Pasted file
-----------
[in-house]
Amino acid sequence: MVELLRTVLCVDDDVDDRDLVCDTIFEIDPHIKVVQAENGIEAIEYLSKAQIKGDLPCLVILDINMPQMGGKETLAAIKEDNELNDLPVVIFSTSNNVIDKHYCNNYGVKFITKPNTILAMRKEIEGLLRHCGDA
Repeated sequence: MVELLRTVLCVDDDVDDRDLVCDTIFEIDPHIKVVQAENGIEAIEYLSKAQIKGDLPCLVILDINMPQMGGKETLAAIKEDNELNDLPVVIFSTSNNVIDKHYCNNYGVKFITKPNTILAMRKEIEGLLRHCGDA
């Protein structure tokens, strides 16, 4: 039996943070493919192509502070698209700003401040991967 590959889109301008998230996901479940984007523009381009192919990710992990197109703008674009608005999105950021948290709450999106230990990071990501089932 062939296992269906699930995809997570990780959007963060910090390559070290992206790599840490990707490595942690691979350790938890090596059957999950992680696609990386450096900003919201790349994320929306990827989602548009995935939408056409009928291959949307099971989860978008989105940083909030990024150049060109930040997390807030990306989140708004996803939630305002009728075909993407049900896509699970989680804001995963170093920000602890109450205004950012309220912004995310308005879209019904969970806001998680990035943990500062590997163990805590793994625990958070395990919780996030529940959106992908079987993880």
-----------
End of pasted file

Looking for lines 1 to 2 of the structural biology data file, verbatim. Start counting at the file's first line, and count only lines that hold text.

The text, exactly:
[in-house]
Amino acid sequence: MVELLRTVLCVDDDVDDRDLVCDTIFEIDPHIKVVQAENGIEAIEYLSKAQIKGDLPCLVILDINMPQMGGKETLAAIKEDNELNDLPVVIFSTSNNVIDKHYCNNYGVKFITKPNTILAMRKEIEGLLRHCGDA